Britain will be the first in Europe to surpass 100,000 Covid-19 deaths

Britain on Tuesday became the first European country to kill 100,000 Covid-19 deaths, in a grim milestone almost a year since the first case of the disease. But the number of confirmed new infections is steadily declining among a third lockout and the world’s third highest vaccination rate.

The United Kingdom is the fifth country in the world to register 100,000 virus-related deaths after the United States, Brazil, India and Mexico, and by far the smallest. The United States has recorded more than 400,000 deaths in Covid-19, the world’s highest total number, but its population of about 330 million is about five times that of Britain.

The Department of Health said 100,162 people have died after testing positive, including 1,631 new deaths reported on Tuesday.

“It is difficult to calculate the sadness of the gloomy statistics,” said Prime Minister Boris Johnson at a televised news conference.

The British toll is more than twice the number of people killed by Nazi bombs during the Blitz 1940-41 and 30,000 more than the total number of British civilians killed during World War II.

The first confirmed British victim of the virus was Peter Attwood, an 84-year-old pensioner who died on January 30, 2020 – although the cause was not registered as Covid-19 until months later.

A year later, hundreds of thousands of Britons mourn the loss of loved ones and demand an account of the terrible fee.

In part, the UK has suffered due to long-term factors such as high levels of conditions including obesity and heart disease and London’s status as a global crossroads with particularly high connectivity.

The effect of new strain

The emergence of the more contagious British variant of Covid-19 in the south-east of England in the autumn is another factor in the country’s high death toll.

The new coronavirus strain tripled the number of infections in England during the second lock in November, while the number of new cases caused by the previous variant decreased by a third, estimated a report by researchers at Imperial College London released on 31 December.

>> New strain of Covid-19 triple infections despite UK lockdown, says report

The new strain recorded a higher reproduction rate (R) – which determines how contagious a disease is based on the number of people infected by each infected person – at 0.7 versus 0.4 for the previous strain, even with “high levels of social distancing” “during the shutdown before Christmas.

An R frequency must be less than 1 for the number of new cases to start falling.

The new strain caused a third deadlock in Scotland on 4 January and in England on 6 January.

Johnson promises general investigation

But epidemiologists say the government’s decision during the pandemic also played a role in Britain’s high death toll.

At the beginning of the pandemic, which cases increased exponentially in mid-March, the British government’s scientific adviser, Sir Patrick Vallance, outlined a strategy based on the assumption that most people will get coronavirus: suppress it completely. ”

“In addition, because the vast majority of people get a mild disease, to build up some form of herd immunity so that more people are immune to this disease and we reduce the transmission, while protecting those who are most exposed to it,” Sa Vallance to the BBC on 13 March.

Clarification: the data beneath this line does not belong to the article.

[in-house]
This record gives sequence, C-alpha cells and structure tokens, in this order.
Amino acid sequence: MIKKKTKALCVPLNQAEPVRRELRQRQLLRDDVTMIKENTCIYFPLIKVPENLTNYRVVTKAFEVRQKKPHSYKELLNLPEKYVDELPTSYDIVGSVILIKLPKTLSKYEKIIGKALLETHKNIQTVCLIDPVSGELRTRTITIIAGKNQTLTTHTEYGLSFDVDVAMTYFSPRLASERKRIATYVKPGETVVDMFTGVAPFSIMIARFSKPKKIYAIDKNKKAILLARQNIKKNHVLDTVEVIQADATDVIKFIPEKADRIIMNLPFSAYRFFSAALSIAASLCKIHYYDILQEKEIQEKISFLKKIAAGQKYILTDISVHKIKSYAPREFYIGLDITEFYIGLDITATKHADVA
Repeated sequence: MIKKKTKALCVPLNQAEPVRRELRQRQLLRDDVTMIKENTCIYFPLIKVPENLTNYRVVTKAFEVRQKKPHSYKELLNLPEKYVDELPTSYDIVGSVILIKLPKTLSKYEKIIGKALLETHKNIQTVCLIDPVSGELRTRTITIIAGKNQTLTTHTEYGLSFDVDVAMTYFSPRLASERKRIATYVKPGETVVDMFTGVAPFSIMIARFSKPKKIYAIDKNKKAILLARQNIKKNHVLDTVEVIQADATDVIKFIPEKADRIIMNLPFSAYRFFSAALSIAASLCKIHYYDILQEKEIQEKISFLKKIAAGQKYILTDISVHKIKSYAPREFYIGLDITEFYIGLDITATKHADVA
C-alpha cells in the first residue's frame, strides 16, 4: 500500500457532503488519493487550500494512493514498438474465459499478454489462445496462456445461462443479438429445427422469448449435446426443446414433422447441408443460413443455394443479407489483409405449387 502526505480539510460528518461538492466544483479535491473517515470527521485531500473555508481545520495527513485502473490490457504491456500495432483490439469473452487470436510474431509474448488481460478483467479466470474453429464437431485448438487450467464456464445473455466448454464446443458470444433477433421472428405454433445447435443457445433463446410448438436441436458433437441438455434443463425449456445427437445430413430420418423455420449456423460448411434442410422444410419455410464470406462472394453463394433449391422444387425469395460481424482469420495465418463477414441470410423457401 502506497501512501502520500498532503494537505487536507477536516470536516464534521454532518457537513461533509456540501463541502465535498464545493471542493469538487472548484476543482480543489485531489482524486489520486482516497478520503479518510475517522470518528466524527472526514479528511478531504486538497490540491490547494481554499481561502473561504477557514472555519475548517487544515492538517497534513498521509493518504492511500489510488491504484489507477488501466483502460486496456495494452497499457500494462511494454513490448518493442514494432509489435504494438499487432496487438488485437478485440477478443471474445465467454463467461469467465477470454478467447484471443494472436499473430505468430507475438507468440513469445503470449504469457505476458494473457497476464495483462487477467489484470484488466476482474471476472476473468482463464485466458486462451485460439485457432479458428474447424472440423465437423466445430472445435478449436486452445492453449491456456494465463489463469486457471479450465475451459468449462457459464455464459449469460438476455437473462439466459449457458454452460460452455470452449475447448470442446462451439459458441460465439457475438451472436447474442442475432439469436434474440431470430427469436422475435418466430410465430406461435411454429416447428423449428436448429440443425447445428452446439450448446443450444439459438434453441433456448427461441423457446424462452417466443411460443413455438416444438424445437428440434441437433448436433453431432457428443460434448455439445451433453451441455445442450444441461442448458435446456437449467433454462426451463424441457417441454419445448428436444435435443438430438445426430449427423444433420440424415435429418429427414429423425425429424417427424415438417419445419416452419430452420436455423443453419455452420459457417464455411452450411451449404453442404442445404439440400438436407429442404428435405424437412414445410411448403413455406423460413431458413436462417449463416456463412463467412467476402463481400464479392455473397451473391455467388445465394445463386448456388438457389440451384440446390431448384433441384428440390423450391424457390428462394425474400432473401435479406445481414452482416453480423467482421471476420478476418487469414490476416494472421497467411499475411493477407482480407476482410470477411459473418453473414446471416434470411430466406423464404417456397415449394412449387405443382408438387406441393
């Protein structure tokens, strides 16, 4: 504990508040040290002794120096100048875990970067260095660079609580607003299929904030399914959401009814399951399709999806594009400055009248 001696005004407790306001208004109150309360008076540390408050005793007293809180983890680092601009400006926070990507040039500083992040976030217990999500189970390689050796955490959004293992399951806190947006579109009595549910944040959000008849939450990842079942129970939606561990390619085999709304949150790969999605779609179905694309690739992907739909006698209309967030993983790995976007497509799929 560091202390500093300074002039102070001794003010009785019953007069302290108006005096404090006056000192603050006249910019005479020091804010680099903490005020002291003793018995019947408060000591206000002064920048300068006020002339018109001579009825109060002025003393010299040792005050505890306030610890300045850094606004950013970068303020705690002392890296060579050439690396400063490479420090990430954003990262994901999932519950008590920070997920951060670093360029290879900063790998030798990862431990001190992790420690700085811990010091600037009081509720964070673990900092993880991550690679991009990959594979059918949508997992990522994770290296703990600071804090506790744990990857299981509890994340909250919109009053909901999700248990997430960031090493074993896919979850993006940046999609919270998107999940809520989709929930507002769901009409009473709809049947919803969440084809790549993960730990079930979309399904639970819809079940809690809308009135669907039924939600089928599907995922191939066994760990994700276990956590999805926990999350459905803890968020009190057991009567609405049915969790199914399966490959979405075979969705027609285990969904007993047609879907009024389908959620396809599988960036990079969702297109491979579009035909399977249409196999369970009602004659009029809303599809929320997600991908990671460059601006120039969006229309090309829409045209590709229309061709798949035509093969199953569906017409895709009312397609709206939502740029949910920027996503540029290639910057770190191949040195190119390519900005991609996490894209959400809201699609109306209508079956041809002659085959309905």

At the time, leaders of Johnson’s Conservative Party called on him to impose restrictions to curb the epidemic.

“It is surprising and regrettable that we are not doing anything [social distancing] at all when we only have four weeks before we get to the stage where Italy is, says Jeremy Hunt, chairman of the House of Commons Health Select Committee (which reviews government policy) and a well-respected former health secretary. BBC on 13 March. “You would have thought that every single thing we do during the four weeks would be designed to slow down the spread of people catching the virus.”

Johnson eventually set up the first shutdown on March 23. “Had we introduced lock-in measures a week earlier, we would have reduced the final number of deaths by at least half,” Neil Ferguson, an epidemiologist and professor of mathematical biology at Imperial College London, told a parliamentary committee in June.

The prime minister – who spent a week in hospital with the virus in April – has promised that a public inquiry will investigate Britain’s handling of the pandemic, although he has not said when it will begin.

High vaccination rate

But despite being hit hard by deaths, Britain has so far been a success when it comes to vaccinations. The UK has the world’s third highest number of Covid-19 doses per capita, behind Israel and the United Arab Emirates.

It had released a vaccine dose to 10.79 percent of the population on January 25, compared to just 2.29 percent in Germany and 1.67 percent in France, according to Oxford University’s Our World in Data tracker.

The UK became the first country to approve the Pfizer-BioNTech jab on 2 December and the first country to approve the Oxford-AstraZeneca vaccine on 30 December. The United Kingdom approved the Modern Jab on 8 January.

However, the EU did not approve its first vaccine, Pfizer-BioNTech jab, until 21 December.

The UK’s confirmed number of new cases peaked at 68,053 on 8 January and has since fallen steadily to 20,088 on 26 January.

( Jowharwith AP)